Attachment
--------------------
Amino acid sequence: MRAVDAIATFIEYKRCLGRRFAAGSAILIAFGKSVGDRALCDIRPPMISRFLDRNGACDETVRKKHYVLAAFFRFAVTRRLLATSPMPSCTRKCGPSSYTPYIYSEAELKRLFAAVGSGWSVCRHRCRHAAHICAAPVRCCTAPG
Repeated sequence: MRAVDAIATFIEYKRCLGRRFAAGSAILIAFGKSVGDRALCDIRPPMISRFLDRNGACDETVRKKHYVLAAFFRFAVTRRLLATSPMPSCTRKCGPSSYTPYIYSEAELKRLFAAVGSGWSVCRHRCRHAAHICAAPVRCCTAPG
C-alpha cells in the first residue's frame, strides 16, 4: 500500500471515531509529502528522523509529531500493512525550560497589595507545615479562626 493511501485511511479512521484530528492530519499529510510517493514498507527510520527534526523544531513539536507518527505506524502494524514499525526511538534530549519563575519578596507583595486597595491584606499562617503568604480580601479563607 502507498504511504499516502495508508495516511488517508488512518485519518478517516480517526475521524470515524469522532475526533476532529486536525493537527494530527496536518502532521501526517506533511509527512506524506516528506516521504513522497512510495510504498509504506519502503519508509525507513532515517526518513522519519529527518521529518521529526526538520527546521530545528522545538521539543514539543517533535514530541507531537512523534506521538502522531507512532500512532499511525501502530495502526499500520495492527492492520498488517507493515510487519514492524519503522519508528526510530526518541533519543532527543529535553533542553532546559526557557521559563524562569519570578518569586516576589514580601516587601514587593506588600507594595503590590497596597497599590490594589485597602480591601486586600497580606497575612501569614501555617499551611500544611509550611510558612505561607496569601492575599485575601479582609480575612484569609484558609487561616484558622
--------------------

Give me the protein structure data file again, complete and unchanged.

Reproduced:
Amino acid sequence: MRAVDAIATFIEYKRCLGRRFAAGSAILIAFGKSVGDRALCDIRPPMISRFLDRNGACDETVRKKHYVLAAFFRFAVTRRLLATSPMPSCTRKCGPSSYTPYIYSEAELKRLFAAVGSGWSVCRHRCRHAAHICAAPVRCCTAPG
Repeated sequence: MRAVDAIATFIEYKRCLGRRFAAGSAILIAFGKSVGDRALCDIRPPMISRFLDRNGACDETVRKKHYVLAAFFRFAVTRRLLATSPMPSCTRKCGPSSYTPYIYSEAELKRLFAAVGSGWSVCRHRCRHAAHICAAPVRCCTAPG
C-alpha cells in the first residue's frame, strides 16, 4: 500500500471515531509529502528522523509529531500493512525550560497589595507545615479562626 493511501485511511479512521484530528492530519499529510510517493514498507527510520527534526523544531513539536507518527505506524502494524514499525526511538534530549519563575519578596507583595486597595491584606499562617503568604480580601479563607 502507498504511504499516502495508508495516511488517508488512518485519518478517516480517526475521524470515524469522532475526533476532529486536525493537527494530527496536518502532521501526517506533511509527512506524506516528506516521504513522497512510495510504498509504506519502503519508509525507513532515517526518513522519519529527518521529518521529526526538520527546521530545528522545538521539543514539543517533535514530541507531537512523534506521538502522531507512532500512532499511525501502530495502526499500520495492527492492520498488517507493515510487519514492524519503522519508528526510530526518541533519543532527543529535553533542553532546559526557557521559563524562569519570578518569586516576589514580601516587601514587593506588600507594595503590590497596597497599590490594589485597602480591601486586600497580606497575612501569614501555617499551611500544611509550611510558612505561607496569601492575599485575601479582609480575612484569609484558609487561616484558622